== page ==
Parenting Information

Parenting Your Teenager: Kids and Money


Most teens go into the work world ill-prepared to manage the money they will be making. Even if their parents have attempted to teach them about money, they still haven't had the wonderfully frightening experience we have all had. You know the one: It's called ``getting to the end of the money before the end of the month.''

Here are some tips on teaching teens about managing the money they are about to make.

Once they get a job, here's what to do. Have them take the very first pay check and ... blow it. You might have been expecting me to say save it, buy a savings bond or something else responsible. Here's why I suggest having them spend it: They get to experience the benefits of hard work and have some fun.

After the first paycheck, here's how to handle every other paycheck, for the rest of their lives. I call this the 10 by 4 solution. With each and every paycheck, take 10 percent and put it in four different places.

1) First 10 percent: Pay yourself first.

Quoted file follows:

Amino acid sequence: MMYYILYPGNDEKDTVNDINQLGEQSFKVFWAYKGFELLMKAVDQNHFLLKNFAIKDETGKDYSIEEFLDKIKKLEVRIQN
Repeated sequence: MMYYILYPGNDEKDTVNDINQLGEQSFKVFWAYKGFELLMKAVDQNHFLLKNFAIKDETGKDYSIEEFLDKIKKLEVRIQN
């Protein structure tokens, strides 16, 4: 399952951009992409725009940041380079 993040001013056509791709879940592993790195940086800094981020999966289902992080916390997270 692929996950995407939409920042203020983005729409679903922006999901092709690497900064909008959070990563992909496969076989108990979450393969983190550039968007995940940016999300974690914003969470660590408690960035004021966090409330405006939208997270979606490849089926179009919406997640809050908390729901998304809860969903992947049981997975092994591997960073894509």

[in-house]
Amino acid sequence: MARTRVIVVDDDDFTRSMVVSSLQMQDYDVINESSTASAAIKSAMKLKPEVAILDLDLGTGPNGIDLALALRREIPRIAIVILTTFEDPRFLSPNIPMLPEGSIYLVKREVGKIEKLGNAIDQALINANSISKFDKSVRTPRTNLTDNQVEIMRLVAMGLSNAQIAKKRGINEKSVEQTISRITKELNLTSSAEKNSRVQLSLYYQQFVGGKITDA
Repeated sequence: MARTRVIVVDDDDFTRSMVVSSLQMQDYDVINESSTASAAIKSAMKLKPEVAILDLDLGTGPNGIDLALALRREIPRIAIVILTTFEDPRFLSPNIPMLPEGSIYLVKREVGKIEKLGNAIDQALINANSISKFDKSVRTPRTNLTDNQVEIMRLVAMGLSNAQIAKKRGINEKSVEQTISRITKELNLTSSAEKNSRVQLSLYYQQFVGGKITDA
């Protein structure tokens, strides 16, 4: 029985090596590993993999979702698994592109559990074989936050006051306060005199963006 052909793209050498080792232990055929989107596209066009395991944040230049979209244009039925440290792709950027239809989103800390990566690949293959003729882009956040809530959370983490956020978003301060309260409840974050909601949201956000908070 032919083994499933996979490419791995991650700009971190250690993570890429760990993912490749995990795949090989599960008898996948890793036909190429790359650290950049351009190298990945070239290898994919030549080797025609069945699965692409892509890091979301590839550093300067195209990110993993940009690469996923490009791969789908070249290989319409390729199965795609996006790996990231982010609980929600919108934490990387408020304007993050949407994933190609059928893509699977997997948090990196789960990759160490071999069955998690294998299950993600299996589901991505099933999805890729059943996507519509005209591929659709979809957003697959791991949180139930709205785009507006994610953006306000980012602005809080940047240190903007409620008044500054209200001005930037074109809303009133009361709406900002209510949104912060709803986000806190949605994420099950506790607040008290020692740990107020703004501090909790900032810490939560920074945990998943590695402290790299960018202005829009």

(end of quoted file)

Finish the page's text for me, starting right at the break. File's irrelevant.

Put this 10 percent in some form of savings that you do not touch until you retire. Begin this when you're young, and it's amazing what can happen. If a person starts at age 21 and puts just $1,000 a year into some kind of savings that will gain at least a 10-12-percent return a year (this is very doable, by the way), and did this for only eight years until age 29, and then didn't touch it until age 65, he or she would have accumulated almost half a million dollars.

2) Second 10 percent: Give it away.

If you are a person of faith, you've probably been taught to tithe. Whether it's tithing or simply giving to a favorite charity, giving away 10 percent teaches your brain an interesting thing: If I can give this away, there must be more than enough to go around. A nice way to feel.

3) Third 10 percent: Put this 10 percent toward getting rid of any debt that may have accumulated.

4) Fourth 10 percent: Save it up for something you really want.

For many kids that's a car. Or maybe a trip, a stereo or some nice clothes.

In this way, you are teaching your teen, from day one, how to live on 60 percent of his or her income, instead of the 110 percent that most of us live on.

Visit ParentingYourTeenager.com for tips and tools for thriving during the teen years. You can also subscribe to our f*r*e*e 5 day e-program on The Top 5 Things to Never Say to Your Teenager, from parenting coach and expert Jeff Herring.

  


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